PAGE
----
Film Daily enthused: "If ever a 'sleeper' appeared out of Hollywood, this is it ... the attraction is a grand, madcap musical which packs a whale of a wallop for the general public liking laughs galore on the frankly slapstick side."[8]

Harrison's Reports described it as "A good comedy for the masses ... Abbott and Costello definitely establish themselves as a comedy team that should win wide popularity."[9]

Award nominations

The film received two Academy Award nominations in 1941. Hughie Prince and Don Raye were nominated for the Academy Award for Best Original Song for "Boogie Woogie Bugle Boy" and Charles Previn was nominated for the Academy Award for Original Music Score (Scoring of a Musical Picture).

World War II

Japan used this film as propaganda to demonstrate to its own troops the "incompetence" of the United States Army. The film was shown to U.S. troops in every theater of war.[4]


It was re-released in 1948, and again on a double bill with Keep 'Em Flying in 1953 during the Korean War.

Andrews Sisters

The Andrews Sisters perform four songs in the film: "You're a Lucky Fellow, Mr. Smith", "Boogie Woogie Bugle Boy", "Bounce Me Brother, With a Solid Four", and "(I'll Be With You) In Apple Blossom Time". The composers of the first three of these songs, Don Raye and Hughie Prince, appear in the film as new recruits alongside Abbott and Costello. "Boogie Woogie Bugle Boy" was nominated for an Academy Award.[4]

The studio was against using "(I'll Be With You) In Apple Blossom Time" because of fees demanded by the music publisher. The Andrews Sisters paid the fee themselves, and it went on to become one of their most requested songs.[4]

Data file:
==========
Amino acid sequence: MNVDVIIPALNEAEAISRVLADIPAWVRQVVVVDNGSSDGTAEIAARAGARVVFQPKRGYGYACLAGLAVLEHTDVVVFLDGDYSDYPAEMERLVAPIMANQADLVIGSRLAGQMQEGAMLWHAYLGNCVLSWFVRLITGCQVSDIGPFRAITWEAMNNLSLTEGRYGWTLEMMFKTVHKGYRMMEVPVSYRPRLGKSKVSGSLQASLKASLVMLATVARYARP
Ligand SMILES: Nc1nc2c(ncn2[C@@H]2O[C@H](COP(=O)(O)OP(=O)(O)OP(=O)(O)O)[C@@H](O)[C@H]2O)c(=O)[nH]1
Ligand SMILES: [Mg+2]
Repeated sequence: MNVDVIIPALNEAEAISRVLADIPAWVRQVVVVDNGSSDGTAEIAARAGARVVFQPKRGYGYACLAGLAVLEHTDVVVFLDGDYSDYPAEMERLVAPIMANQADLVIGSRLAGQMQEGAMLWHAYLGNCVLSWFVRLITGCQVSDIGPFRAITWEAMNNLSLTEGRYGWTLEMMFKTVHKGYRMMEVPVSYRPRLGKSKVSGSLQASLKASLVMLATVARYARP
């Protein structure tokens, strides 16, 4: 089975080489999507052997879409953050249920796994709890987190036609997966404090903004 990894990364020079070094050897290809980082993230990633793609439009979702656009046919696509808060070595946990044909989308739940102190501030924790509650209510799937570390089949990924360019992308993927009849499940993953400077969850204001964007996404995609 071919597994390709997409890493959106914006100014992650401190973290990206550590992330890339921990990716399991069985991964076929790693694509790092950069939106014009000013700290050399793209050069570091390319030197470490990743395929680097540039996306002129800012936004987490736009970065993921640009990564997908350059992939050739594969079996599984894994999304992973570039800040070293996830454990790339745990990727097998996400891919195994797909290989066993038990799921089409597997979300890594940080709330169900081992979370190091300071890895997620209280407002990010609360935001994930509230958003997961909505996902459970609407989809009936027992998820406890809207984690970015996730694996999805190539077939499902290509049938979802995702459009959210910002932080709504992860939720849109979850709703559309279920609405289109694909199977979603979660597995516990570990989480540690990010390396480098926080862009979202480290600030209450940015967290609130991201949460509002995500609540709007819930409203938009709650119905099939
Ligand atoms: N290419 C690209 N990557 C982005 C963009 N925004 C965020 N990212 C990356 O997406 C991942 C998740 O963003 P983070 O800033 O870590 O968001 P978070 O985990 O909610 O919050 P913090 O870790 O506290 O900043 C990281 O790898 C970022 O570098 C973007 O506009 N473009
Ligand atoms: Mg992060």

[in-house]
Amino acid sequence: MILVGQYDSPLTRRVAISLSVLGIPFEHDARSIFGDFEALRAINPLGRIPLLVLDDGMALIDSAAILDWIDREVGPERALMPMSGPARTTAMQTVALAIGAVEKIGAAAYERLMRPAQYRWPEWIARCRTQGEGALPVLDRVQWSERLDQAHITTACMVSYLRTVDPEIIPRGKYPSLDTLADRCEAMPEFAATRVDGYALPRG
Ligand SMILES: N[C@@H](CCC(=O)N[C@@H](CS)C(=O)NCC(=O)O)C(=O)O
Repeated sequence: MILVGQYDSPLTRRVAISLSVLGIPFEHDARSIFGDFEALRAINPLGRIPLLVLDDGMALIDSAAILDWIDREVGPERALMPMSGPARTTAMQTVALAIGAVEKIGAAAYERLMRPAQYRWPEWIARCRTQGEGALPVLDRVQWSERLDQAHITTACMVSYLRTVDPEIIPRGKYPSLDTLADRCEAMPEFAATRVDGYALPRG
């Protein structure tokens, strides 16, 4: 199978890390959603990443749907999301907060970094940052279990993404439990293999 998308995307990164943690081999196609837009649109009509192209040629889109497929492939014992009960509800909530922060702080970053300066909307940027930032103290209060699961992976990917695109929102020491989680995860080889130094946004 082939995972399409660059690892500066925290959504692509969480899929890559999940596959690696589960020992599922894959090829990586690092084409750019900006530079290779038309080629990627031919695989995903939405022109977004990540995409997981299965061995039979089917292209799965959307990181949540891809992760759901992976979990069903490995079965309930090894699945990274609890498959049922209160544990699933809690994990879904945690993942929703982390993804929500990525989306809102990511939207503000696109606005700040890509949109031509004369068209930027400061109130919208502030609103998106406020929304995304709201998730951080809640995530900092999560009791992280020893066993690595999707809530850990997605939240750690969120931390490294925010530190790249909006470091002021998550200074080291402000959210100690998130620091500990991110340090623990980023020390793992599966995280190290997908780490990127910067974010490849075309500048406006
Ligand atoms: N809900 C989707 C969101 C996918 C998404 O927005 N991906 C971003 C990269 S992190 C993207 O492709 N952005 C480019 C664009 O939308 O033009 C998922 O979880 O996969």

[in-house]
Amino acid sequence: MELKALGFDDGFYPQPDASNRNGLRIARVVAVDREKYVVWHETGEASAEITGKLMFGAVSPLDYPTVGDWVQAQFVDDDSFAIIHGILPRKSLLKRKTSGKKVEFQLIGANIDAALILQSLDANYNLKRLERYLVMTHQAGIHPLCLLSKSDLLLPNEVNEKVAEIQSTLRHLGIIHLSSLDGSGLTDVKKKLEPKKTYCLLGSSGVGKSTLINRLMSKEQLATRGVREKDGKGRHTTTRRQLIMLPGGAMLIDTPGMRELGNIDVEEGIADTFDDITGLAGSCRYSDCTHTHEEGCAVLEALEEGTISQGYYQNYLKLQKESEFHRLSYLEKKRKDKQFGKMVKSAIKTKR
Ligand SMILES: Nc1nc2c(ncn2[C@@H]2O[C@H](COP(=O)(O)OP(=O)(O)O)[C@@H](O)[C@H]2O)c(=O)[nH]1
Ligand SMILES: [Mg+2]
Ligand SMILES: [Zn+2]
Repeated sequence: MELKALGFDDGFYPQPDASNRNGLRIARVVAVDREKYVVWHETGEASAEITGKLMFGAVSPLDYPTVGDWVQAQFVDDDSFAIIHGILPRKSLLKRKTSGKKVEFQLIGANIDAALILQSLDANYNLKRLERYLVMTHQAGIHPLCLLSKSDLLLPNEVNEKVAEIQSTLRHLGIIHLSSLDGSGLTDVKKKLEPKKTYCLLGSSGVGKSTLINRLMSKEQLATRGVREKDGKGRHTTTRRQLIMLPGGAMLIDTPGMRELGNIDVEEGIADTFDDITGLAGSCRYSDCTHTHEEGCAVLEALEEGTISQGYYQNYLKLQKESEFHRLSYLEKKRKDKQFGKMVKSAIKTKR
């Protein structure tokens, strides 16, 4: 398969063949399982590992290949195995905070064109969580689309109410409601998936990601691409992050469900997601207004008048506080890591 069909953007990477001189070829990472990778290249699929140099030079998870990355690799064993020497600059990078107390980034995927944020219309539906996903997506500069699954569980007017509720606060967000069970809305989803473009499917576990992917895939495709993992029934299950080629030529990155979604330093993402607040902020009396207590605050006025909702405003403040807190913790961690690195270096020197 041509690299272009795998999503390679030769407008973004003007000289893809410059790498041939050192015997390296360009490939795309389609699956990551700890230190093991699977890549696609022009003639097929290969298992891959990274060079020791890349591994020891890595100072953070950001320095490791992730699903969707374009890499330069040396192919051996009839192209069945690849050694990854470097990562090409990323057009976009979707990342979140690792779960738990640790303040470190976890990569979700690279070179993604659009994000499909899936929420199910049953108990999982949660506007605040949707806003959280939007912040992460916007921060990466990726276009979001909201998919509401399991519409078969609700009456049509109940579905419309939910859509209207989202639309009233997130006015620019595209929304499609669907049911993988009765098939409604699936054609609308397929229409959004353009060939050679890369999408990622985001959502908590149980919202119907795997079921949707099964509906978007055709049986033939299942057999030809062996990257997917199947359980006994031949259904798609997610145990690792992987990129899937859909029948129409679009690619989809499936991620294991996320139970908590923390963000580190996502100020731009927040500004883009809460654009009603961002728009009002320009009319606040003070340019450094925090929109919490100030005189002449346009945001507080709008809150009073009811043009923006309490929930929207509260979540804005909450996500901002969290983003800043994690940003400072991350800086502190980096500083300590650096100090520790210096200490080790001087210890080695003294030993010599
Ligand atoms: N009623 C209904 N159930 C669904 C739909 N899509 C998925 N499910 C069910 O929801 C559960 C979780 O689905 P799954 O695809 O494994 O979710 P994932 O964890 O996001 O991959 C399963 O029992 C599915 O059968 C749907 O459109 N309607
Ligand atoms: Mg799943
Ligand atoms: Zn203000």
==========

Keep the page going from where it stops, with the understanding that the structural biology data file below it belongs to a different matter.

"Bounce Me Brother, With a Solid Four" also features one of the more famous Lindy Hop dance sequences of the swing era. Many dancers from Los Angeles, including Dean Collins, Jewel McGowan, Ray Hirsch, and Patty Lacey, are featured.[4]

Home media

This film was released on VHS and Beta in 1983, then re-released on VHS in 1989 and again in 1991. It has been released three times on DVD, first as single DVD on April 1, 1998 OCLC 44543569, and later as part of two different Abbott and Costello collections. The first time, on The Best of Abbott and Costello Volume One, on February 10, 2004, and again on October 28, 2008 as part of Abbott and Costello: The Complete Universal Pictures Collection. A Blu-ray edition was released on April 17, 2012.


Judy mentions that her father was a Captain in the "Fighting 69", a reference to The Fighting 69th.[4]

In popular culture

The film is advertised on a cinema marquee in 1941.


  1. ^ a b c Bob Furmanek & Ron Palumbo, Abbott and Costello in Hollywood, Perigree Books 1991 p 42-48
  2. ^ Scheuer, Philip K. (May 4, 1941). "Town Called HOLLYWOOD". Los Angeles Times. p. C3.
  3. ^ "Program Selections". Toledo Blade (Ohio). 1941-10-13. p. 4 (Peach Section). Retrieved 2020-11-27.
  4. ^ a b c d e f g Palumbo, Ron. "Buck Privates: The Complete Filmscript." Bear Manor Media, 2013.
  5. ^ a b Flynn, Charles; McCarthy, Todd (1975). "Arthur Lubin". In Flynn, Charles; McCarthy, Todd (eds.). Kings of the Bs : working within the Hollywood system : an anthology of film history and criticism. E. P. Dutton. p. 366.
  6. ^ Strauss, Theodore (February 14, 1941). "Movie Reviews – Buck Privates". The New York Times. Retrieved December 14, 2015.
  7. ^ "Buck Privates". Variety. New York. February 5, 1941. p. 12.
  8. ^ "Reviews of New Films". Film Daily. New York: 9. February 3, 1941.
  9. ^ "'Buck Privates' with Bud Abbott, Lou Costello, Lee Bowman and Alan Curtis". Harrison's Reports: 27. December 1941.

External links

This page was last edited on 26 August 2023, at 14:50